Pregnant? Eating Nuts Now Could Mean Fewer Allergies For Baby!

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Updated March 2, 2017
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Could eating nuts during your pregnancy help protect your baby from developing allergies? A new study shows that just might be the case.

According to a new study published in the Journal of the American Medical Association Pediatrics on Monday by researchers from a number of hospitals and universities, including Boston Children’s Hospital and Dana-Farber Children’s Cancer Center, “early allergen exposure increases the likelihood of tolerance, and thereby lowers the risk of childhood food allergy.”

Translation: If you’re not allergic to nuts and you eat them frequently —  five times a week or more! — during your pregnancy, you could be helping your baby reduce his risk of developing a nut allergy after birth.

Researchers in this study looked at maternal nut consumption data on more than 8,200 children whose mothers participated in the Nurses Health Study, one of the largest and longest-running examinations of women’s health in the U.S. They found that women who had no nut allergies themselves and ate nuts five times a week or more during their pregnancies had kids with the lowest nut allergy risk.

Food allergies in children increased by about 50 percent across the board between 1997 and 2011 — a staggering number. According the study, nut allergies in particular, have more than tripled in recent years, affecting about 1.4 of children in 2010. And childhood nut allergies are rarely outgrown.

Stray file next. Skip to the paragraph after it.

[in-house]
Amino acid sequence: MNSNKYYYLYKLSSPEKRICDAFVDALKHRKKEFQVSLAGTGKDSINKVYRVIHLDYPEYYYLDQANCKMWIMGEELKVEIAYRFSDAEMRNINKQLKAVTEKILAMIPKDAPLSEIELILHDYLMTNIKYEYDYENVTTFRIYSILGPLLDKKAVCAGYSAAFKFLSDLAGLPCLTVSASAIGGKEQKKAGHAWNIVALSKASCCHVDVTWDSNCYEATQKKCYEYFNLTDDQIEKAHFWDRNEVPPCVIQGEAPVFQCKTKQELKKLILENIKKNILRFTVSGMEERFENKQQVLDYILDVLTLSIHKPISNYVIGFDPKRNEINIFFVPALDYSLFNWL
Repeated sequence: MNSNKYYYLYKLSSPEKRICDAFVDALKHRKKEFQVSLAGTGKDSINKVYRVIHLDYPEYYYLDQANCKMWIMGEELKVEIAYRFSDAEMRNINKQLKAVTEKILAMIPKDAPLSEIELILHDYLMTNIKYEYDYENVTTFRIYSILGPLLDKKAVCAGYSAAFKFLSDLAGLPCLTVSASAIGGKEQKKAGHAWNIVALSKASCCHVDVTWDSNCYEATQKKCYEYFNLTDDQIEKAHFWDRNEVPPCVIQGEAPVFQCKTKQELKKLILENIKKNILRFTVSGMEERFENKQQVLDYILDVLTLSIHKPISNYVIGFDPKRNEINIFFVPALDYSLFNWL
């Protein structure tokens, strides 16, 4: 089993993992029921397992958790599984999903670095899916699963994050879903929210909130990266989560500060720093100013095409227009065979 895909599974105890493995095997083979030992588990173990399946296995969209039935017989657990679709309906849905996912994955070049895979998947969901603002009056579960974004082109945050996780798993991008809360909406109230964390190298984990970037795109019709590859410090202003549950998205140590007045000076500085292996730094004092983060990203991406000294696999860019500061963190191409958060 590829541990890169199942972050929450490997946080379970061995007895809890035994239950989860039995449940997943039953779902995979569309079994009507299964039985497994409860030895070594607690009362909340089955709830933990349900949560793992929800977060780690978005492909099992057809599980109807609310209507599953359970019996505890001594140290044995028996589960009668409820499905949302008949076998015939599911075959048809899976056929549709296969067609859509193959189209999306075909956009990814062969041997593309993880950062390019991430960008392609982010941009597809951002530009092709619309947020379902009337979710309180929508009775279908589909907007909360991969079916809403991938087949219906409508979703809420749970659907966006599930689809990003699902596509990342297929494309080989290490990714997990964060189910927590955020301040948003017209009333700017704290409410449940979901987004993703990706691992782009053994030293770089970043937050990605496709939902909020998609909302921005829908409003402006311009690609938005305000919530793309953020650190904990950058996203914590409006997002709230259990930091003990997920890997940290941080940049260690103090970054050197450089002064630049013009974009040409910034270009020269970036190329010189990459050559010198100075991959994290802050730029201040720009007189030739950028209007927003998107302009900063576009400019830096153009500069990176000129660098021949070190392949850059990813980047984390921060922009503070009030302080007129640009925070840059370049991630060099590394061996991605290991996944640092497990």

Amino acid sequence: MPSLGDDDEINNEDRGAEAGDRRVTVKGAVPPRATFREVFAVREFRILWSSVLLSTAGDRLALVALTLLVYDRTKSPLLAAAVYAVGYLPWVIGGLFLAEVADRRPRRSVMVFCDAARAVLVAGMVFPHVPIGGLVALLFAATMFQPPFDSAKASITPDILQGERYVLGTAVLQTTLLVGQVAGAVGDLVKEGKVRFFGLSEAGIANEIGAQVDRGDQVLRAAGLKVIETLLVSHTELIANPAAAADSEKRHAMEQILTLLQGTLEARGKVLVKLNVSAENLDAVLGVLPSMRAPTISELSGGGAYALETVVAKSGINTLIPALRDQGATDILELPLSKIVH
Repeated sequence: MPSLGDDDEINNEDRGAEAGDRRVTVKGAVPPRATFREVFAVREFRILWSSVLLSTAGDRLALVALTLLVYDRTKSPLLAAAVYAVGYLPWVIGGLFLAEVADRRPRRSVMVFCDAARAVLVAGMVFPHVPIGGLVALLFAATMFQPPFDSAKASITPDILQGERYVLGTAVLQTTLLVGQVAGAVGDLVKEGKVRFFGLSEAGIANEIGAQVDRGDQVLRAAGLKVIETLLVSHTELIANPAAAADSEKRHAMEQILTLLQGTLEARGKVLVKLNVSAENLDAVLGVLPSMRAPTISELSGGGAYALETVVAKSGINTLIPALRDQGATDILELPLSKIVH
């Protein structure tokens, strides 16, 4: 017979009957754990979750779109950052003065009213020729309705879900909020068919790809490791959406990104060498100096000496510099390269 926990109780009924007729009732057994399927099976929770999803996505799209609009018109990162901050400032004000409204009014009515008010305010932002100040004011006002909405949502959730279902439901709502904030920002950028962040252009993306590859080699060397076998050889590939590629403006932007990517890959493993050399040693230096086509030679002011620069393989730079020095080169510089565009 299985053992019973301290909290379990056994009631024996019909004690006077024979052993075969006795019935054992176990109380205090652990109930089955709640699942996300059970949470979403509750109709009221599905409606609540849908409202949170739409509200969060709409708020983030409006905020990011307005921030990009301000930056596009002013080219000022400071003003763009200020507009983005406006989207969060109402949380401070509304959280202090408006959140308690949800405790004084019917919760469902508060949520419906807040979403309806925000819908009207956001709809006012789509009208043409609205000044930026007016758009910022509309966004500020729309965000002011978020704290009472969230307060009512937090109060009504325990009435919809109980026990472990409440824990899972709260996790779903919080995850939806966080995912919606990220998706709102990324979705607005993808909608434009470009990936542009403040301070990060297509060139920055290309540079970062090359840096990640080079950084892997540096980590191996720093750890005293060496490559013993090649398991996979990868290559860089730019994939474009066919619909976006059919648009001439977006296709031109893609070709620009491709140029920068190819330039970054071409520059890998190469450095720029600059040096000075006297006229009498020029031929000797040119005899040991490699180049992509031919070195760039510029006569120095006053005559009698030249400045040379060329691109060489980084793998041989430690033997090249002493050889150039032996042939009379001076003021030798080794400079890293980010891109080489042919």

Earlier guidelines — kiboshed in 2008 — suggested women who were pregnant or nursing avoid nuts for fear of triggering allergy risk in kids. This study — while further research is needed to replicate the findings — suggests the opposite.

Obviously, if mama is allergic to nuts, though, she should continue to avoid them. But if you have no known nut allergies, go ahead and indulge — frequently! — in nuts that haven’t been overly processed (say dry roasted and unsalted!). After all, they’re a great source of antioxidants, vitamins, minerals and monounsaturated and polyunsaturated fats — the kind your body, and baby’s, totally needs!

Please note: The Bump and the materials and information it contains are not intended to, and do not constitute, medical or other health advice or diagnosis and should not be used as such. You should always consult with a qualified physician or health professional about your specific circumstances.

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